Lately I’ve noticed how life has slowed down drastically from when I was first living here in Berlin. I think of time in week long chunks. What am I doing this week, what about this weekend? When I first moved to Berlin I thought of time in terms of hours and days. What should I do this morning? What should I do this afternoon? Where am I sleeping tonight? Life seemed to move more quickly. Don’t take me wrong, I’m not complaining. I would say it was thrilling, and in a way it was, but that would partially be looking back with rose colored glasses as they say. Everything felt faster and more thrilling because I had no stability.
Now I have stability. I’ve got my own apartment, a job, a work schedule, and social commitments. Both lifestyles have their advantages and disadvantages. I’m definitely able to go out and do more stuff here than I was able to in South Carolina. I can get a cheap plane ticket and in 3 hours be in an entirely different country with a different language and culture. That’s not to say Berlin doesn’t have a million things for me to do, there’s always something entertaining and interesting going on here, but it’s also cool when you realize just how wide of a range of experiences are available to you within a relatively small travel radius.
One of my side projects has been building up my apartment. I love furnishing it and creating my own space. Each Saturday is my one day a week to work on projects; where I’m off work and the stores are also open. It’s while working on these projects that I’ve started to realize some small difficulties about being an ex-pat living in Germany.
I kinda miss are American hardware stores. There really isn’t anything like a Home Depot or a Lowes in Berlin. Nothing on that scale with low lumber prices. There’s a store called Hellweg, but it’s much smaller than any of the Home Depots or Lowes, and is a combination of those two stores and a Petsmart. You can get bathroom fittings and a pet rabbit in the same store. The lumber there is also ridiculously expensive and small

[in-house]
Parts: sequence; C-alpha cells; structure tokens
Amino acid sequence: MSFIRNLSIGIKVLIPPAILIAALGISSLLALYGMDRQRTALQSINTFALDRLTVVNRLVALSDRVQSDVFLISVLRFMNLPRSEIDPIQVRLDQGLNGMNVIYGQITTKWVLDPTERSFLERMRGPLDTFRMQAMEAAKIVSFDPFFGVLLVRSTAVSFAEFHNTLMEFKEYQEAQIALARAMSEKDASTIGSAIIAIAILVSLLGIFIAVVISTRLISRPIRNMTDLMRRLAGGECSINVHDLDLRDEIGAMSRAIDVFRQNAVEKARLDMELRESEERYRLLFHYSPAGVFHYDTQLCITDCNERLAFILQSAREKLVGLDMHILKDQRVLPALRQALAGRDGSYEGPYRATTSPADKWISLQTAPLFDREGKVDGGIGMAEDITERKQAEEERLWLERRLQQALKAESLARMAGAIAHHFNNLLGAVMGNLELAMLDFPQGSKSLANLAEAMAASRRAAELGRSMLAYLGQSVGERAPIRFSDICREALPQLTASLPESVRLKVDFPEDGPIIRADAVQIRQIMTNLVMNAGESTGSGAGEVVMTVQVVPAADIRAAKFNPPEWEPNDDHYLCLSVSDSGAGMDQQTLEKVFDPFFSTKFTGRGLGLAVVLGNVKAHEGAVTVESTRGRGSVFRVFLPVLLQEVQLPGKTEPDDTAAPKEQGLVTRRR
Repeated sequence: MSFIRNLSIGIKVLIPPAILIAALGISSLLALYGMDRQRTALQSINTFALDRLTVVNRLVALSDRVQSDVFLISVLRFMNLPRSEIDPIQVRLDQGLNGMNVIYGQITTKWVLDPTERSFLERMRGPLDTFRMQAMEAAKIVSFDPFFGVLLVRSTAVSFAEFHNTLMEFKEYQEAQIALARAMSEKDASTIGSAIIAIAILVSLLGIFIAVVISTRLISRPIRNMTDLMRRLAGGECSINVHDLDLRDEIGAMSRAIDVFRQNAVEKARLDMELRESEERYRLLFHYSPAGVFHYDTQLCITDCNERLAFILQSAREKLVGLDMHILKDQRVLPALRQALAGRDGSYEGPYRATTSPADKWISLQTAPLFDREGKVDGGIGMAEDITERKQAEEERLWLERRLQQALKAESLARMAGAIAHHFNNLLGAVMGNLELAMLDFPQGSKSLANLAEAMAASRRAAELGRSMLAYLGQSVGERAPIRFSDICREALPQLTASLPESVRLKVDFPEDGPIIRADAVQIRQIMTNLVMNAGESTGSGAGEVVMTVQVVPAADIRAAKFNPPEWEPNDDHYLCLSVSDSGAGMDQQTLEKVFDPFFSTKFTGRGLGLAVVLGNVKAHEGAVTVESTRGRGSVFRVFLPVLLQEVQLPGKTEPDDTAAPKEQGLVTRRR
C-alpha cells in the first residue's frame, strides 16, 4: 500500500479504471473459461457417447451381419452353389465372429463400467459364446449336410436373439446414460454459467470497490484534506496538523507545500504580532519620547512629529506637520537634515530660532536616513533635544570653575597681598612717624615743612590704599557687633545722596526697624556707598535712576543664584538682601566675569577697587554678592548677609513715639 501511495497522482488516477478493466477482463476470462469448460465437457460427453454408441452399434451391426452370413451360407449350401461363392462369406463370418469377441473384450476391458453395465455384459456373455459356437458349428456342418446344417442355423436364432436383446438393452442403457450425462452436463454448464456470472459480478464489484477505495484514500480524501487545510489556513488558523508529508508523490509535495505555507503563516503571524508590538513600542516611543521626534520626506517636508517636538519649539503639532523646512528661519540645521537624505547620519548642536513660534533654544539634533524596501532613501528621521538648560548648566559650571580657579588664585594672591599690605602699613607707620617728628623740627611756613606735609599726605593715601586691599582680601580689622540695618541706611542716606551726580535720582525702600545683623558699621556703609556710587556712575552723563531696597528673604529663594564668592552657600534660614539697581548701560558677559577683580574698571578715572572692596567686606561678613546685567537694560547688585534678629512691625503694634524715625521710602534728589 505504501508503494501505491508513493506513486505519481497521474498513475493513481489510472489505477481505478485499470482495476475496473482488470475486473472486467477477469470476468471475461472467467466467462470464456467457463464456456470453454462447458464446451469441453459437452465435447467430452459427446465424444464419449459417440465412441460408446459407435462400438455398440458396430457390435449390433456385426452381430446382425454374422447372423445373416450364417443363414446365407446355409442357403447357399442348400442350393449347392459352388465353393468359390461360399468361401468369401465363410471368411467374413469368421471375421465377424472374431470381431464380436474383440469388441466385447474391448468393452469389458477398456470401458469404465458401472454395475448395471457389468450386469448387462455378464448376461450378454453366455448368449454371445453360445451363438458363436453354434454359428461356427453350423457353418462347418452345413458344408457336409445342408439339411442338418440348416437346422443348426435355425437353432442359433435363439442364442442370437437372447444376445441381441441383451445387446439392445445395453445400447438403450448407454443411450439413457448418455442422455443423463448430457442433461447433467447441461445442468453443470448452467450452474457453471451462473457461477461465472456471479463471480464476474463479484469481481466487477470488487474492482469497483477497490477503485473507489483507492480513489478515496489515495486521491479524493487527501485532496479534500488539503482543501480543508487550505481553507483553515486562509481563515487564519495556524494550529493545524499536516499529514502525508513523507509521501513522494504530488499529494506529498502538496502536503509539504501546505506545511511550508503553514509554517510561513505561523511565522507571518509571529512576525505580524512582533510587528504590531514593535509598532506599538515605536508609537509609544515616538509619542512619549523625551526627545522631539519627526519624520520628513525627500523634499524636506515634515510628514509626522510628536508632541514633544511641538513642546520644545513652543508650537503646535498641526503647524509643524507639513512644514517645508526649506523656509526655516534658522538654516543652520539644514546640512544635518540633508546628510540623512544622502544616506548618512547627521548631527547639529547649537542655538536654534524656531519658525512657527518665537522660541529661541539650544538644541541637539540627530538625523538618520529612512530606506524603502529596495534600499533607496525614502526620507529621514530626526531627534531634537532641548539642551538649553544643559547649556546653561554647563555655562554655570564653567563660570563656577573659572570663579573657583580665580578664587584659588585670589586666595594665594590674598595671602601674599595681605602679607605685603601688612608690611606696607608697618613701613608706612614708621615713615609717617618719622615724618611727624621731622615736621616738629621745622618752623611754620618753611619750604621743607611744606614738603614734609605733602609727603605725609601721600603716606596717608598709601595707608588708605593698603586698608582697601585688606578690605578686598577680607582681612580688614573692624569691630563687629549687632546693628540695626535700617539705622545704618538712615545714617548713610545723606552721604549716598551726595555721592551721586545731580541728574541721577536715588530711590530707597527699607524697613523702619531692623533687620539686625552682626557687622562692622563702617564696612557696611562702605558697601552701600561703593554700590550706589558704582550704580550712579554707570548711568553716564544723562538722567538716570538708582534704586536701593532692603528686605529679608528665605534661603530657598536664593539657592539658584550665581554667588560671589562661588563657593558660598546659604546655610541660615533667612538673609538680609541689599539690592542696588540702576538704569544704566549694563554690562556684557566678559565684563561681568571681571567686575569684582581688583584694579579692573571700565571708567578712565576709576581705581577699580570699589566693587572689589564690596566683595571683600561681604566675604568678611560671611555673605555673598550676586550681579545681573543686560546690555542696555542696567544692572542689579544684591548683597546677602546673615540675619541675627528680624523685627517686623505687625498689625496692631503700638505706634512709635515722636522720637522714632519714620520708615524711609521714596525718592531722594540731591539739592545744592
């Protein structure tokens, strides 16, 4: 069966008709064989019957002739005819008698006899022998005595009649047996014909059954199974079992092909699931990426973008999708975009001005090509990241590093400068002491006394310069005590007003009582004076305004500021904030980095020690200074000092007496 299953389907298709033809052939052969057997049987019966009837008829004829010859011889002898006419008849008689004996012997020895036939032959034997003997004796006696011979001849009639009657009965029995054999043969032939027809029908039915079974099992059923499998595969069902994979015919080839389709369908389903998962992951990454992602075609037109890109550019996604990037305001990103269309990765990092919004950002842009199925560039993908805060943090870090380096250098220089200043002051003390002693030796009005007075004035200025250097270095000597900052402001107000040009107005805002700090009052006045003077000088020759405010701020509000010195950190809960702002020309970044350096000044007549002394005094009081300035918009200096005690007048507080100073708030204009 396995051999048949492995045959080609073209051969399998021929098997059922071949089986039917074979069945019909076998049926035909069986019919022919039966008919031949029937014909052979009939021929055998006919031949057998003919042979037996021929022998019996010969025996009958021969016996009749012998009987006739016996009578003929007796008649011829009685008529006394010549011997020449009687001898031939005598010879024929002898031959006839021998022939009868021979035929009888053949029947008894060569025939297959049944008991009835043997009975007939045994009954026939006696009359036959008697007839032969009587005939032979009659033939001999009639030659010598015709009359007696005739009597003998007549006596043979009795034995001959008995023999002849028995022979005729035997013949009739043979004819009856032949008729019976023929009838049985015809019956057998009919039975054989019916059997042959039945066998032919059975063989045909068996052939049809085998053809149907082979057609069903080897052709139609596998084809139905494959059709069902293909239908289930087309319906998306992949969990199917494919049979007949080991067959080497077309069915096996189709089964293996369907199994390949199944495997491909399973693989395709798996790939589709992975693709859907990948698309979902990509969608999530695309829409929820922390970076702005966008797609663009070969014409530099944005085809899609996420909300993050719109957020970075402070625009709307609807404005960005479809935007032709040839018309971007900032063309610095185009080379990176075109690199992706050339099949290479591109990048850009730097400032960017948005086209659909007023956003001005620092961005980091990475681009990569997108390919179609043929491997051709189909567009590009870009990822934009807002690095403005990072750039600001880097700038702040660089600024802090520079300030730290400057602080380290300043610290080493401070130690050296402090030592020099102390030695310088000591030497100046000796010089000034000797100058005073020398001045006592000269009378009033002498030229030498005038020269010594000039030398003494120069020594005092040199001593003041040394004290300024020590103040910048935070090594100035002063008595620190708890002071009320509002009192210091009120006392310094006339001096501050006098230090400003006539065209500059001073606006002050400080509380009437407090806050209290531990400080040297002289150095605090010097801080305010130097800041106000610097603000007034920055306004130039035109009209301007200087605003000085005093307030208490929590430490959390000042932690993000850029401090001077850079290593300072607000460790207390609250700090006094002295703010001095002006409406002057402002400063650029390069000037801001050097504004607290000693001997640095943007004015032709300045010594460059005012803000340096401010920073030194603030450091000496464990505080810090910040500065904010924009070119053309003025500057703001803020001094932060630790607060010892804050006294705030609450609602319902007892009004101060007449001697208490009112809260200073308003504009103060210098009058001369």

I like to research everything before I buy or build something. I blame video games. I love to compare equipment and the stats of that equipment in video games. Same goes with real life gear. The problem that I’ve run into is that all of the reviews I read (in English) are oriented towards the US and US markets. Sometimes there will be UK reviewers, but that’s also not very helpful to me. I recently was looking and purchasing a new projector for my home theater setup. All the English language forums and reviews were focused on the US market. All the how-to’s for building projector screens and other things had shopping lists full of US brands that you could only get at US stores. It’s really difficult for me to figure out what the German equivalent of those products and stores are. I don’t immediately know where I can find similar products.
This whole thing just really emphasized to me just how US focused much of the internet media I consume is. I spend most of my time online browsing reddit, listening to podcasts, or watching youtube videos. They’re almost all in English and aimed at an American audience. It’s a new and interesting feeling for me. Kind of like I’m on a island peering at another island through a looking glass.
(But god am I happy to be on my island, because shit on that other island is crazy)